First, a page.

Recovery After an Attack and Impact on the Business

After an attack, a little more than half of companies (51 percent) were able to recover from a breach within a week, a slight drop (53 percent) from two years ago – while nearly 40 percent took a month, a slight increase (37 percent) from before. Slightly less than three quarters of attacks (74 percent) came through members of the software supply chain that companies were either not aware of or not monitoring before the breach. This was despite insisting on data encryption (52 percent), security awareness training for staff (48 percent), and multi-factor authentication (44 percent).

"How a company monitors and manages cybersecurity in their software supply chain has to rely on more than just trust," explains Christine Gadsby, Vice President, Product Security, BlackBerry. "IT leaders must tackle the lack of visibility as a priority." 

And that risk comes with a real price -- in financial loss (64 percent), data loss (59 percent), reputational damage (58 percent), and operational impact (55 percent).

Confidence Buoyed by Monitoring

More than two thirds of respondents (68 percent) were "very confident" that suppliers can identify and prevent a vulnerability. A slightly smaller percentage (63 percent) were "very confident" supply chain partners have adequate cybersecurity regulatory and compliance practices. That confidence stems from regular monitoring.

When asked how often they inventory their supply chain partners for cybersecurity compliance, 41 percent asked for proof every quarter. These compliance requests include showing a software bill of materials (SBOM) or a Vulnerability Exploitability eXchange (VEX) artifact. The biggest barriers to regular software inventories are lack of technical understanding (51 percent), lack of visibility (46 percent) and lack of effective tools (41 percent).

Telling the Consumer

With over 75 percent of software supply chains attacked in the last 12 months, what about the consumer/end user? Seventy-eight percent of companies are tracking the impact, but only 65 percent are informing their customers. When asked why not, the top two responses were concerned about the negative impact on corporate reputation (51 percent) and lack of staff resources (45 percent).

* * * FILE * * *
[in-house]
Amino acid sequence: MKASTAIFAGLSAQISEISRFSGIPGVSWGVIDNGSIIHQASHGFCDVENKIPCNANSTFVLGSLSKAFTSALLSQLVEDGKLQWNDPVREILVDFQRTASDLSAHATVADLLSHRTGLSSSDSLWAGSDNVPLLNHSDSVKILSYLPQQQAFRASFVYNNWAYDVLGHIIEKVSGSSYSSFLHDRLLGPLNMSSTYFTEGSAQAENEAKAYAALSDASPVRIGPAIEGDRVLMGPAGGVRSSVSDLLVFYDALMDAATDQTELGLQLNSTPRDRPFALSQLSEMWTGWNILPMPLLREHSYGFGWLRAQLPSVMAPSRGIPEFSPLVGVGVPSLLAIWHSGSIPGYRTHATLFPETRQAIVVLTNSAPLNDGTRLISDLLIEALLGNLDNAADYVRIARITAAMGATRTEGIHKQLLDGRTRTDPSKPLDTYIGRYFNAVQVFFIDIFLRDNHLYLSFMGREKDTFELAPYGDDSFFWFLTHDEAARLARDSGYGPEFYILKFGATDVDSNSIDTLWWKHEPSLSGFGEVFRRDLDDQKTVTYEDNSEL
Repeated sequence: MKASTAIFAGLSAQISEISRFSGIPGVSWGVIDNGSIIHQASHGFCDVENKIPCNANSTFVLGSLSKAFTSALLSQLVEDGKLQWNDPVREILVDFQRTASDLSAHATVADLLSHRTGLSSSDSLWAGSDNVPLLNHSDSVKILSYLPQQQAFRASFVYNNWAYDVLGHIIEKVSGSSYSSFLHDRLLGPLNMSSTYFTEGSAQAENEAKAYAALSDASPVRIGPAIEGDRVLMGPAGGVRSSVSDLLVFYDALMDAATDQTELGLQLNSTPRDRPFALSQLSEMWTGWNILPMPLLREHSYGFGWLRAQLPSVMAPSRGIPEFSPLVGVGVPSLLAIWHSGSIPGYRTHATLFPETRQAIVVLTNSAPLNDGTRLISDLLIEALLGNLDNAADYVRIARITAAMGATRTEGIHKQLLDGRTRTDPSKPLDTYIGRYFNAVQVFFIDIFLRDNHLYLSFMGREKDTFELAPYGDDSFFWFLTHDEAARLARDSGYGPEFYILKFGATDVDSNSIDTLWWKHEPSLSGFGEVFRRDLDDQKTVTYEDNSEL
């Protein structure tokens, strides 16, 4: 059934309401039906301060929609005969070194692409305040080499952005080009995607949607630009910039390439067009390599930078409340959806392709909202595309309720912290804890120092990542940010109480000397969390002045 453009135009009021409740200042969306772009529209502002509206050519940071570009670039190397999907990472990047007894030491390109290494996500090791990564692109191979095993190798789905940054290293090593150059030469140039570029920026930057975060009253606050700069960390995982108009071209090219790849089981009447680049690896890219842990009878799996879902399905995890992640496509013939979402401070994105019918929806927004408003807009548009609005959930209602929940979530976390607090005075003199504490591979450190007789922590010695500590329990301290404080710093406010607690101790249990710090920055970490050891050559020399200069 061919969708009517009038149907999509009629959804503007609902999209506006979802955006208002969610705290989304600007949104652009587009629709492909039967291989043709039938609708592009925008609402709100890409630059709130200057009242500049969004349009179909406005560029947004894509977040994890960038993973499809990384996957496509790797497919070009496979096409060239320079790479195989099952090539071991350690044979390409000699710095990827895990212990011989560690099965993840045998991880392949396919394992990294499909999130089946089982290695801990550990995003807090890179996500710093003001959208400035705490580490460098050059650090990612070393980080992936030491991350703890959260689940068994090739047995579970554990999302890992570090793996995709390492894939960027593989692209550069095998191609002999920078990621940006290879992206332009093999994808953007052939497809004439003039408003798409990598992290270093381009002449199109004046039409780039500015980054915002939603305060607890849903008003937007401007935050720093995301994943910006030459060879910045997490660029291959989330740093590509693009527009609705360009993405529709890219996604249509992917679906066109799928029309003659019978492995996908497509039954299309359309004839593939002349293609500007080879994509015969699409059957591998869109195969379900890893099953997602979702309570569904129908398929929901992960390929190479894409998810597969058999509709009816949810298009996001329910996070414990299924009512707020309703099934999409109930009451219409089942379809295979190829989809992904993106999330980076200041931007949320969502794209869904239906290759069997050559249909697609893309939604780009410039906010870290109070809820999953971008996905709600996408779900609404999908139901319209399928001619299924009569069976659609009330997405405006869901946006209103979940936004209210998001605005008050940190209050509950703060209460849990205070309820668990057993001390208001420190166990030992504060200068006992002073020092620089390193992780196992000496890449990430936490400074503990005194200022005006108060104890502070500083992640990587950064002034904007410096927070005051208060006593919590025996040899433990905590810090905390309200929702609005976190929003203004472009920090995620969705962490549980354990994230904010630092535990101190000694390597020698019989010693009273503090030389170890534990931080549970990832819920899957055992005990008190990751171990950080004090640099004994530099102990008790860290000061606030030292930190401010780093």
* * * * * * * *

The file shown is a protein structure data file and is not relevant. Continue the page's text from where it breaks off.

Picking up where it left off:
"There is a risk that companies will be afraid of reporting attacks for fear of public shaming and damage to their corporate reputation," Gadsby notes. "Our research comes at a time of increased regulatory and legislative interest in addressing software supply chain security vulnerabilities."

Other Notable Statistics
  • Vulnerable components having the biggest impact for organization 
    • Operating system – 27 percent
    • Web browser – 21 percent
  • Expected time taken to be notified in the event of a supplier suffering a cyber breach
    • Within four hours – 34 percent
    • Within 24 hours – 46 percent
    • Within 1-3 days – 18 percent
  • Comparability of suppliers' cybersecurity policies
    • They are of comparable strength – 66 percent
    • They are stronger – 30 percent

Notes to editor: Research conducted in April 2024 by Coleman Parkes on behalf of BlackBerry, with 1,000 IT decision-makers and Cybersecurity professionals across North America (USA and Canada), the United Kingdom, France, Germany, Malaysia, and Japan.

About BlackBerry

BlackBerry (NYSE: BB; TSX: BB) provides intelligent security software and services to enterprises and governments worldwide.  The company's software powers over 235M vehicles. Based in Waterloo, Ontario, the company leverages AI and machine learning to deliver innovative solutions in the areas of cybersecurity, safety, and data privacy solutions and is a leader in the areas of endpoint management, endpoint security, encryption, and embedded systems.  BlackBerry's vision is clear - to secure a connected future you can trust.

For more information, visit BlackBerry.com and follow @BlackBerry.

Trademarks, including but not limited to BLACKBERRY and EMBLEM Design, are the trademarks or registered trademarks of BlackBerry Limited, and the exclusive rights to such trademarks are expressly reserved.  All other trademarks are the property of their respective owners.  BlackBerry is not responsible for any third-party products or services.

Media Contacts:
BlackBerry Media Relations
+1 (519) 597-7273
mediarelations@BlackBerry.com

Cision View original content to download multimedia:https://www.prnewswire.com/news-releases/software-supply-chain-attacks-have-increased-financial-and-reputational-impacts-on-companies-globally-new-blackberry-research-reveals-302165423.html

SOURCE BlackBerry Limited

FAQ

How many software supply chains were exposed to cyberattacks in the last year according to BlackBerry?

Over 75% of software supply chains were exposed to cyberattacks in the last year.

What percentage of companies recovered from cyberattacks within a week in BlackBerry's study?

51% of companies were able to recover from cyberattacks within a week.

What are the major impacts of software supply chain attacks mentioned in BlackBerry's study?

The major impacts include financial loss (64%), data loss (59%), reputational damage (58%), and operational impact (55%).

What percentage of attacks came through unmonitored supply chain members according to BlackBerry?

74% of the attacks came through unmonitored or unknown supply chain members.

How confident are companies in their suppliers' ability to manage vulnerabilities in BlackBerry's study?

68% of respondents were very confident in their suppliers' ability to manage vulnerabilities.

What are the biggest barriers to regular software inventories as per BlackBerry's survey?

The biggest barriers are lack of technical understanding (51%), lack of visibility (46%), and lack of effective tools (41%).

Why do companies hesitate to inform customers about cyberattack impacts according to BlackBerry?

Companies hesitate to inform customers due to concerns about negative impacts on corporate reputation (51%) and lack of staff resources (45%).